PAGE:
Drivers urged to take extra care following road incident
Drivers of agricultural machinery have been urged, alongside all other road-users, to take extra care on rural Irish roads while the busy summer season lasts.
This follows an incident earlier this month when a silage wagon overturned in Co. Cavan, according to members of An Garda Síochána.
Fortunately, no one was injured in the accident.
In a statement on the matter on social media, Gardaí based in Cavan said:
“This road traffic collision occurred recently in the Bailieboro district.
We want to take this opportunity to appeal to drivers of agricultural vehicles and all other road users to be extra careful during the busy summer months, which is harvesting time.
“Thankfully, on this occasion nobody was injured,” the Garda statement added.
‘Expect the unexpected’
Earlier this month, the Office of Emergency Planning (OEP) offered advice for agricultural machinery operators and road users in general for this time of year.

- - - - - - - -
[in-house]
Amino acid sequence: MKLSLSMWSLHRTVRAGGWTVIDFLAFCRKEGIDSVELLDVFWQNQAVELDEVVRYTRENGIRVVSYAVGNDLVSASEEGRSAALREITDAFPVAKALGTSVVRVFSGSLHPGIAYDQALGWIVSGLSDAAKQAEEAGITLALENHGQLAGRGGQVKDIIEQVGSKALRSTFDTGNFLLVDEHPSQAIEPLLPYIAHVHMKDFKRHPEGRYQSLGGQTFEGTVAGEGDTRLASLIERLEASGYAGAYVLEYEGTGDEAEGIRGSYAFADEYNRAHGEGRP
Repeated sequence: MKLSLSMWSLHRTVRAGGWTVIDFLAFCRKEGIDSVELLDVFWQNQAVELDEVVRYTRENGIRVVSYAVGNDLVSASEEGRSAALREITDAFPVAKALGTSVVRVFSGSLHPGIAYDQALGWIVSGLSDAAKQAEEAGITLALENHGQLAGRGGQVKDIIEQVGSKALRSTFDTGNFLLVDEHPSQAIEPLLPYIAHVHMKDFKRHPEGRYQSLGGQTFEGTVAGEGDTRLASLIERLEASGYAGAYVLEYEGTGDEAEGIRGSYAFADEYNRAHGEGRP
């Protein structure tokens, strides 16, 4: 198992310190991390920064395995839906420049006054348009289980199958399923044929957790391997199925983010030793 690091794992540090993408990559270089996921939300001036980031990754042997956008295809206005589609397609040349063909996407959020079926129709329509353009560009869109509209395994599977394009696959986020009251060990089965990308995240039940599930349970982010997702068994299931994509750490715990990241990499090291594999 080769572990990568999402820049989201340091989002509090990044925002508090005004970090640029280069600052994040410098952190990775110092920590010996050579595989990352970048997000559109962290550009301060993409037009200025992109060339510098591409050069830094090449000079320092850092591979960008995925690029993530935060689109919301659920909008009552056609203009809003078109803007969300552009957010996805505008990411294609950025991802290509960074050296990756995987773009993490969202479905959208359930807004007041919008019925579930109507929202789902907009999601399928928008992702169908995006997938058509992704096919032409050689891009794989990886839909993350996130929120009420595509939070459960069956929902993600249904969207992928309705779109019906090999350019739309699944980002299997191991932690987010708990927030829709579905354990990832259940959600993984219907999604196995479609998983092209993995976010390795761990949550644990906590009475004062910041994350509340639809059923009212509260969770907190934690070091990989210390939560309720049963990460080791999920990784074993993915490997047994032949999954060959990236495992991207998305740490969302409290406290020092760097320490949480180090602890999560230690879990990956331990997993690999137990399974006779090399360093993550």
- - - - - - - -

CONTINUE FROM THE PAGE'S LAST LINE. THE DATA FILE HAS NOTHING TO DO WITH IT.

“At this time of year, there will be an increase in the number of agricultural vehicles using the road.
If stuck behind a tractor, be patient and don’t be tempted into any foolish or rash overtaking.
“Always be on the look-out for farm machinery leaving fields and farmyards.
“Farmers need to be safety-conscious too,” it was added.
“If the traffic is building up behind, keep left where safe to allow others to pass safely,” the office warned.
- Wash down wheels regularly to avoid carrying mud and stones onto the public road;
- Be particularly careful when transporting material such as silage, slurry, sand and gravel so that it does not spill on the road and pose a road safety risk;
- Not to load/overload trailers so as to cause them to be unstable on the road;
- Look out for low bridges, overhanging trees, overhead cables and uneven road surfaces which could cause the load to shift and possibly overturn;
- The driving mirror must always provide an adequate view of the road and all agricultural vehicles must have proper working brakes on both tractor and trailer units. All vehicles must be fitted with lights, reflectors and indicators; and
- Large farming vehicles should consider using an escort vehicle to warn other road users and ensure that tractors are driven at an appropriate speed for the road conditions.
“Slow down and expect the unexpected,” the office concluded.